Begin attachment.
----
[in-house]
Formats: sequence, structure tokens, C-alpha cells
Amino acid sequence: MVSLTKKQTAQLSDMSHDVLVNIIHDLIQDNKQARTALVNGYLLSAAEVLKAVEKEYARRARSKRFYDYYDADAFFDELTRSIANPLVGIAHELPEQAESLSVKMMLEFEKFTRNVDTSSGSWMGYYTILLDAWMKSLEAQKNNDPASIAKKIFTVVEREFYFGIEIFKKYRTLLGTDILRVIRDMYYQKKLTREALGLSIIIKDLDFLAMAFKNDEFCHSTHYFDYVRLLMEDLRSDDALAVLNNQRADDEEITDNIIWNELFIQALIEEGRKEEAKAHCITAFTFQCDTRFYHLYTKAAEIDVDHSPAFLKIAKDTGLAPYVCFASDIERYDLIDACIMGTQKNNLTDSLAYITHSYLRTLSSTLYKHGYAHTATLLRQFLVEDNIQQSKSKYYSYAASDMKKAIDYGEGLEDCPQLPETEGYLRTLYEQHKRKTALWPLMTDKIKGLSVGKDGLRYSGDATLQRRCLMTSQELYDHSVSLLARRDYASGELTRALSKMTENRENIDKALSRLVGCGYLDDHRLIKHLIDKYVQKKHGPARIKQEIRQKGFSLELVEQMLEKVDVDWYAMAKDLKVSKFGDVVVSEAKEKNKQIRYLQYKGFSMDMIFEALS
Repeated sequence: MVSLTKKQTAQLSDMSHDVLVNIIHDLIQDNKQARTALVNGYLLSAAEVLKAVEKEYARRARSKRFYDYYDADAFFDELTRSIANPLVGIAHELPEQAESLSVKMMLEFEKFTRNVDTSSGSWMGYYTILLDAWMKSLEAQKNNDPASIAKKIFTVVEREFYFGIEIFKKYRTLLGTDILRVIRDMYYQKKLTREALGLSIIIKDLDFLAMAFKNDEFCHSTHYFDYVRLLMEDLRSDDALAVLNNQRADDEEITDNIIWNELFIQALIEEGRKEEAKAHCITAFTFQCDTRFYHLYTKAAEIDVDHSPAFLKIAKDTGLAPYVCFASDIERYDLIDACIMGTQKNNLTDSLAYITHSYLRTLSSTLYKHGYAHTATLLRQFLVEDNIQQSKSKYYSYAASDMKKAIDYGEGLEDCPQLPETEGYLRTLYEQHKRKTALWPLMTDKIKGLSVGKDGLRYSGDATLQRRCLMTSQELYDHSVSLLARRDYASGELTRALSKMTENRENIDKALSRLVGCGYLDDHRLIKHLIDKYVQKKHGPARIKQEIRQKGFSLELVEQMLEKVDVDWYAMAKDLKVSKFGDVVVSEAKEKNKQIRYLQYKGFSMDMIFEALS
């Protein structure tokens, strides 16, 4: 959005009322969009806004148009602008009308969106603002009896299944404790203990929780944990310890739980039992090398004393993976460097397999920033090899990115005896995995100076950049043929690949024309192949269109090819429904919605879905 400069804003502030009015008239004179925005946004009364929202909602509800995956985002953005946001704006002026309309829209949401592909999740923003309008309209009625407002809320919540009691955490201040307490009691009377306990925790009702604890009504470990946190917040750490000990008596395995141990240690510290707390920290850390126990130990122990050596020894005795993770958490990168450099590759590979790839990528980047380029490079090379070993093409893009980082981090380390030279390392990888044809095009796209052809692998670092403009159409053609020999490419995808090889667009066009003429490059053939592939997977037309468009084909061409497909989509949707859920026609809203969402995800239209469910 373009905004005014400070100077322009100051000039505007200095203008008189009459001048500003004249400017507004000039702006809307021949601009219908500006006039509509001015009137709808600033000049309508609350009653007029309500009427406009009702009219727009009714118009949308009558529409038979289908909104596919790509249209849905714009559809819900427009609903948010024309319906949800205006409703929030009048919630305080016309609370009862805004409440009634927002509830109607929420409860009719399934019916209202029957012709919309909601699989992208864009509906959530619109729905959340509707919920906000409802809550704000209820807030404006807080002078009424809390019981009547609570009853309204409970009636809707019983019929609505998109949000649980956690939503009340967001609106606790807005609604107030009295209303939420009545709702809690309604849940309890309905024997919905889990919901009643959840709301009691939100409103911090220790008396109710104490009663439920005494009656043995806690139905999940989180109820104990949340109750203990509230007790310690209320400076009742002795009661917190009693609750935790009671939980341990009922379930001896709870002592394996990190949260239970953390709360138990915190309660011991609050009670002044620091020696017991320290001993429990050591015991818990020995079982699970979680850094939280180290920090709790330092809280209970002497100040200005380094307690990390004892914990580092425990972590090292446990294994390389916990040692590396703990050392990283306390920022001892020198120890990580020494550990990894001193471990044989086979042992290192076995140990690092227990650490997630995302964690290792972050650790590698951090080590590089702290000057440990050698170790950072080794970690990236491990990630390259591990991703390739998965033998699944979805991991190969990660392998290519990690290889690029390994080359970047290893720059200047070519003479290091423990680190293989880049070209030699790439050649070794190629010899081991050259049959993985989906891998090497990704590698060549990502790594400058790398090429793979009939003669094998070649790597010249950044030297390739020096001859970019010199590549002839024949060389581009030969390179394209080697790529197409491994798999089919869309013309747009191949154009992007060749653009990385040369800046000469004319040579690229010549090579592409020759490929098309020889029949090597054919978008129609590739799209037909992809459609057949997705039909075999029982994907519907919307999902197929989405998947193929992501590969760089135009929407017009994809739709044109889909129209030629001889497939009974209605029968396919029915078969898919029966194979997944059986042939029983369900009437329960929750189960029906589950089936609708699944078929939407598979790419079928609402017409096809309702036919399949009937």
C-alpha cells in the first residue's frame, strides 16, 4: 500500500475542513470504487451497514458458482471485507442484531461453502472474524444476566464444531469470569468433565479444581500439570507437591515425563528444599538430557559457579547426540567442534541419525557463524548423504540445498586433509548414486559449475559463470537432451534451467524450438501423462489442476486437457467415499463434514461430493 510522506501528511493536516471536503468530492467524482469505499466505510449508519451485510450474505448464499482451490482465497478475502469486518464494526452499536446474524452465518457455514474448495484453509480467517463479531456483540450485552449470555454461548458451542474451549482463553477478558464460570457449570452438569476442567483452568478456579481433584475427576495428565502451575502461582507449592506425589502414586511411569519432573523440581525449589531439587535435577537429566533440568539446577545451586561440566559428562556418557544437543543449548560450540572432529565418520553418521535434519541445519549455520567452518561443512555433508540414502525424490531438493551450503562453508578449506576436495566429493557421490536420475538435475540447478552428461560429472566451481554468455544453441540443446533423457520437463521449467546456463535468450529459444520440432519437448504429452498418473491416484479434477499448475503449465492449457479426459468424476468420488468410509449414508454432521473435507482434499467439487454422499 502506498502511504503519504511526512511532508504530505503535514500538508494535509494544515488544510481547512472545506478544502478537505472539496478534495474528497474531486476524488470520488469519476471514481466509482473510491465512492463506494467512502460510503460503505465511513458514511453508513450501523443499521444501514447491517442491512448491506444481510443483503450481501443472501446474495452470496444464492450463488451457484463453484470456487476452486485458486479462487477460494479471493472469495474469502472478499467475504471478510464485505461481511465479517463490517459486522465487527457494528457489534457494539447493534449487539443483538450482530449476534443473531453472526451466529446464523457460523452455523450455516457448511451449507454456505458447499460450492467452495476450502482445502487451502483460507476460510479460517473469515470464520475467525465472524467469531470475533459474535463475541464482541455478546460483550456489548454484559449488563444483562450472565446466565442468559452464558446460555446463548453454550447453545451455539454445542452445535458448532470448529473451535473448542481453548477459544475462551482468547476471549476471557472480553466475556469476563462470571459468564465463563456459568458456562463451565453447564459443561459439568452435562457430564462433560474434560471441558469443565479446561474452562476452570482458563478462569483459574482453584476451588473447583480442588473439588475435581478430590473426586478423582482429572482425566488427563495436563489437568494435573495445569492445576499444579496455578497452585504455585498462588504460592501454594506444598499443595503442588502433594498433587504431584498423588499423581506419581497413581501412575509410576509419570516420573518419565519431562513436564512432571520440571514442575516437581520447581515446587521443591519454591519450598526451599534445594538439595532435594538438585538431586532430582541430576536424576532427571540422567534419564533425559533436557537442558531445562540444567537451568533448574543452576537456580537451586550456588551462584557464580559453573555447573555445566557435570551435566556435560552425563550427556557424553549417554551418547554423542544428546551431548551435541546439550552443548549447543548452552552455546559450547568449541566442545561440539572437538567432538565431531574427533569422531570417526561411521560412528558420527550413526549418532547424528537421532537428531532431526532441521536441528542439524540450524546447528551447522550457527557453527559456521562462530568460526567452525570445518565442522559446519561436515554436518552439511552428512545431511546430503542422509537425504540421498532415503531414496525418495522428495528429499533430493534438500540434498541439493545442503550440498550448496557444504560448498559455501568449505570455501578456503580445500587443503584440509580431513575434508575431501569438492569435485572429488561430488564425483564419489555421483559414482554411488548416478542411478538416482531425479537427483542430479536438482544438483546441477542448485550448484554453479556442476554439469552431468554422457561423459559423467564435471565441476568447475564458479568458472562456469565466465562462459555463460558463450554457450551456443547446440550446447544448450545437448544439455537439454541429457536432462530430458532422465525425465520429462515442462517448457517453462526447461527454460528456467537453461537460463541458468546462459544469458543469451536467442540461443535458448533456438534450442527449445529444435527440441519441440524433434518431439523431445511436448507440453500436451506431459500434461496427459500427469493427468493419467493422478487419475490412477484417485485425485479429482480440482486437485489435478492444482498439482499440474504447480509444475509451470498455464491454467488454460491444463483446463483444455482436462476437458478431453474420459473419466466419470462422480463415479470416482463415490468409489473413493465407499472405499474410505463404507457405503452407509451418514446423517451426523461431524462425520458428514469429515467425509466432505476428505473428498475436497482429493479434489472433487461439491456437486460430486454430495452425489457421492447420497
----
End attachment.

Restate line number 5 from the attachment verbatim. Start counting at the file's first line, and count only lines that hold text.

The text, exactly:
């Protein structure tokens, strides 16, 4: 959005009322969009806004148009602008009308969106603002009896299944404790203990929780944990310890739980039992090398004393993976460097397999920033090899990115005896995995100076950049043929690949024309192949269109090819429904919605879905 400069804003502030009015008239004179925005946004009364929202909602509800995956985002953005946001704006002026309309829209949401592909999740923003309008309209009625407002809320919540009691955490201040307490009691009377306990925790009702604890009504470990946190917040750490000990008596395995141990240690510290707390920290850390126990130990122990050596020894005795993770958490990168450099590759590979790839990528980047380029490079090379070993093409893009980082981090380390030279390392990888044809095009796209052809692998670092403009159409053609020999490419995808090889667009066009003429490059053939592939997977037309468009084909061409497909989509949707859920026609809203969402995800239209469910 373009905004005014400070100077322009100051000039505007200095203008008189009459001048500003004249400017507004000039702006809307021949601009219908500006006039509509001015009137709808600033000049309508609350009653007029309500009427406009009702009219727009009714118009949308009558529409038979289908909104596919790509249209849905714009559809819900427009609903948010024309319906949800205006409703929030009048919630305080016309609370009862805004409440009634927002509830109607929420409860009719399934019916209202029957012709919309909601699989992208864009509906959530619109729905959340509707919920906000409802809550704000209820807030404006807080002078009424809390019981009547609570009853309204409970009636809707019983019929609505998109949000649980956690939503009340967001609106606790807005609604107030009295209303939420009545709702809690309604849940309890309905024997919905889990919901009643959840709301009691939100409103911090220790008396109710104490009663439920005494009656043995806690139905999940989180109820104990949340109750203990509230007790310690209320400076009742002795009661917190009693609750935790009671939980341990009922379930001896709870002592394996990190949260239970953390709360138990915190309660011991609050009670002044620091020696017991320290001993429990050591015991818990020995079982699970979680850094939280180290920090709790330092809280209970002497100040200005380094307690990390004892914990580092425990972590090292446990294994390389916990040692590396703990050392990283306390920022001892020198120890990580020494550990990894001193471990044989086979042992290192076995140990690092227990650490997630995302964690290792972050650790590698951090080590590089702290000057440990050698170790950072080794970690990236491990990630390259591990991703390739998965033998699944979805991991190969990660392998290519990690290889690029390994080359970047290893720059200047070519003479290091423990680190293989880049070209030699790439050649070794190629010899081991050259049959993985989906891998090497990704590698060549990502790594400058790398090429793979009939003669094998070649790597010249950044030297390739020096001859970019010199590549002839024949060389581009030969390179394209080697790529197409491994798999089919869309013309747009191949154009992007060749653009990385040369800046000469004319040579690229010549090579592409020759490929098309020889029949090597054919978008129609590739799209037909992809459609057949997705039909075999029982994907519907919307999902197929989405998947193929992501590969760089135009929407017009994809739709044109889909129209030629001889497939009974209605029968396919029915078969898919029966194979997944059986042939029983369900009437329960929750189960029906589950089936609708699944078929939407598979790419079928609402017409096809309702036919399949009937």